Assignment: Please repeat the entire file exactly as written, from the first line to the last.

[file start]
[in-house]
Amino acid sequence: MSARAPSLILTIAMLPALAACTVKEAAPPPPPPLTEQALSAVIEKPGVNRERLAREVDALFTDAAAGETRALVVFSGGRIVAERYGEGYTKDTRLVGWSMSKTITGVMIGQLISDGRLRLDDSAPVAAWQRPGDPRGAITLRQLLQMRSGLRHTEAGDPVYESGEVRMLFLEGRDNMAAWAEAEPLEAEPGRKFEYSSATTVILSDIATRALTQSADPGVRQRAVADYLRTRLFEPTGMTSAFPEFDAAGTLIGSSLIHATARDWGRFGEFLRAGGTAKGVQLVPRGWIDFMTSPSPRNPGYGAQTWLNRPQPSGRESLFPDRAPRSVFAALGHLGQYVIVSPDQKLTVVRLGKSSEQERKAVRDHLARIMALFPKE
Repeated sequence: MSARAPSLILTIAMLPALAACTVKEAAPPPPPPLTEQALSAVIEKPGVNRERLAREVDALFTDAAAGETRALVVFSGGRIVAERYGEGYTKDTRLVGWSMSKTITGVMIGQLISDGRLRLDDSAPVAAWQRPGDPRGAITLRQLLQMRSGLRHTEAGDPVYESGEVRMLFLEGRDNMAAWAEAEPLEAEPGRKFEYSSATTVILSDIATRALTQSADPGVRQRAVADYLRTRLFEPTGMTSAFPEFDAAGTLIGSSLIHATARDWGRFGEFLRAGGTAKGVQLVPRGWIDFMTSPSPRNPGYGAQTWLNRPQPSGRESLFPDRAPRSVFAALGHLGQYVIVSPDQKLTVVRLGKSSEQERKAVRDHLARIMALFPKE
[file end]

[in-house]
Amino acid sequence: MSARAPSLILTIAMLPALAACTVKEAAPPPPPPLTEQALSAVIEKPGVNRERLAREVDALFTDAAAGETRALVVFSGGRIVAERYGEGYTKDTRLVGWSMSKTITGVMIGQLISDGRLRLDDSAPVAAWQRPGDPRGAITLRQLLQMRSGLRHTEAGDPVYESGEVRMLFLEGRDNMAAWAEAEPLEAEPGRKFEYSSATTVILSDIATRALTQSADPGVRQRAVADYLRTRLFEPTGMTSAFPEFDAAGTLIGSSLIHATARDWGRFGEFLRAGGTAKGVQLVPRGWIDFMTSPSPRNPGYGAQTWLNRPQPSGRESLFPDRAPRSVFAALGHLGQYVIVSPDQKLTVVRLGKSSEQERKAVRDHLARIMALFPKE
Repeated sequence: MSARAPSLILTIAMLPALAACTVKEAAPPPPPPLTEQALSAVIEKPGVNRERLAREVDALFTDAAAGETRALVVFSGGRIVAERYGEGYTKDTRLVGWSMSKTITGVMIGQLISDGRLRLDDSAPVAAWQRPGDPRGAITLRQLLQMRSGLRHTEAGDPVYESGEVRMLFLEGRDNMAAWAEAEPLEAEPGRKFEYSSATTVILSDIATRALTQSADPGVRQRAVADYLRTRLFEPTGMTSAFPEFDAAGTLIGSSLIHATARDWGRFGEFLRAGGTAKGVQLVPRGWIDFMTSPSPRNPGYGAQTWLNRPQPSGRESLFPDRAPRSVFAALGHLGQYVIVSPDQKLTVVRLGKSSEQERKAVRDHLARIMALFPKE